According to a post Monday on the Washington Post's "Security Fix" blog, AOL's password system may not be quite as secure as it would have you believe. A tipster e-mailed blog author Brian Krebs to say that even though AOL allows your password to be 16 characters long, it only counts the first eight. This could spell bad news for AOL members who might not choose their passwords wisely--namely, those who might include their usernames in them.
"Let's take a fictional AOL user named Bob Jones, who signs up with AOL using the user name BobJones," Krebs wrote in his post. "Bob--thinking himself very clever--sets his password to be BobJones$4e?0...even though Bob thinks he created a pretty solid 13-character password--complete with numerals, non-standard characters, and letters--the system won't read past the first eight characters of the password he set, which in this case is exactly the same as his user name. Bob may never be aware of this."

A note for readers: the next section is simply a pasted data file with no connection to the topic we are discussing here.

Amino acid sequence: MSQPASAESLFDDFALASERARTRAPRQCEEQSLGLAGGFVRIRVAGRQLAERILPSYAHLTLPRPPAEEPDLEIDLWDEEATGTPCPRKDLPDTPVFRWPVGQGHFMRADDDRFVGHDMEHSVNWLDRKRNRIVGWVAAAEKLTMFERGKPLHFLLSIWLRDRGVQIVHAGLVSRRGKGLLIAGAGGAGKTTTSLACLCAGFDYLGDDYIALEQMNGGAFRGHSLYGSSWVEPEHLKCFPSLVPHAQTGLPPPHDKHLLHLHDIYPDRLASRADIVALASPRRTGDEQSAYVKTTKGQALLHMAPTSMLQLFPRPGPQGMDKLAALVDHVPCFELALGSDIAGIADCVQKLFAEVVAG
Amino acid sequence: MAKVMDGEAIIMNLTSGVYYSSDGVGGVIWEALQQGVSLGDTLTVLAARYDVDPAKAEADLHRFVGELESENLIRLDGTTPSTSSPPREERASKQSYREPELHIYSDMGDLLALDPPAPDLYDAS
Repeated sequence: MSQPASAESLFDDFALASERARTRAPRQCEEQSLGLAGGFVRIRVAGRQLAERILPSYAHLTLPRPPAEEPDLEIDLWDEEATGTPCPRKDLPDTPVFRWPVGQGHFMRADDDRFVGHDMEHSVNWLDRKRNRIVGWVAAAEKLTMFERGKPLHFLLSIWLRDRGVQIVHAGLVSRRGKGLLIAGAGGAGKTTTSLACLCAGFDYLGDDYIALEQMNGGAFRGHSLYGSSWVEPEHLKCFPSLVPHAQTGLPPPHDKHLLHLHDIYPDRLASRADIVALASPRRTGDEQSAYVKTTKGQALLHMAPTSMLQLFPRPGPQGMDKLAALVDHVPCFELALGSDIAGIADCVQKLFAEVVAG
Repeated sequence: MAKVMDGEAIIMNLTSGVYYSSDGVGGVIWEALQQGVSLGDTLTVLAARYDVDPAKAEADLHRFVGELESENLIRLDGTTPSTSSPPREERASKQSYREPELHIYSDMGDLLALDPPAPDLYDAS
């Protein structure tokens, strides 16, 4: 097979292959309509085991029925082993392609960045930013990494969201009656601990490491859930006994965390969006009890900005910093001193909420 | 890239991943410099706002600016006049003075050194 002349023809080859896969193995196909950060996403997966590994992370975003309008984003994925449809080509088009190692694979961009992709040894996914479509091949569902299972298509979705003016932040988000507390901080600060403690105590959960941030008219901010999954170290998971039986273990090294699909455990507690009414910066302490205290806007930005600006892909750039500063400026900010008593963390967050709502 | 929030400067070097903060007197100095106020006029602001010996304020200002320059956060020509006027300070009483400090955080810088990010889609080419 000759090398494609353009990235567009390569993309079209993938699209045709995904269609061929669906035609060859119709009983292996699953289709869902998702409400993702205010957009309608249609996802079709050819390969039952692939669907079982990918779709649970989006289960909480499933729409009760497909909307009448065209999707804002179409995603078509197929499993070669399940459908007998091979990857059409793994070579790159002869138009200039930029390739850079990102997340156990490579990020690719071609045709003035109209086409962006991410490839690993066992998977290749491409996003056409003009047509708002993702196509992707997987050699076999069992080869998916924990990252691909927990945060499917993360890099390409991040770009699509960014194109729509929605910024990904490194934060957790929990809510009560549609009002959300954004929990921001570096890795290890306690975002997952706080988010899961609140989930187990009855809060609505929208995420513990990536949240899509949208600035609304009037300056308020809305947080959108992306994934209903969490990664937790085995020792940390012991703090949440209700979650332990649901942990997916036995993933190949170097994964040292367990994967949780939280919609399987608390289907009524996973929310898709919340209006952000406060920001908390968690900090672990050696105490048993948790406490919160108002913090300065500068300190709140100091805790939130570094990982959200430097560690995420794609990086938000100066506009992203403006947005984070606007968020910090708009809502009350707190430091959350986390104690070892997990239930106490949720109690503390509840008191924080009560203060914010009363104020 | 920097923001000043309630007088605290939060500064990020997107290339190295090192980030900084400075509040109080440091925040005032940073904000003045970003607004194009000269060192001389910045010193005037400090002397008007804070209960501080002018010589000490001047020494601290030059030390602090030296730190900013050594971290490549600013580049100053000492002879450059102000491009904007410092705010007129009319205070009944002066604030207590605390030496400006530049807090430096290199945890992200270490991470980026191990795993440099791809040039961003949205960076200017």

But even though the Washington Post blog has certainly raised the profile of the potential password flaw, it's not necessarily anything new. As one commenter on the post writes, "it's an old, well-known, well-documented underlying issue in the one-way hashing function crypt() once used by UNIX (among other) systems for passwords."
AOL representatives did not immediately respond to requests for comment.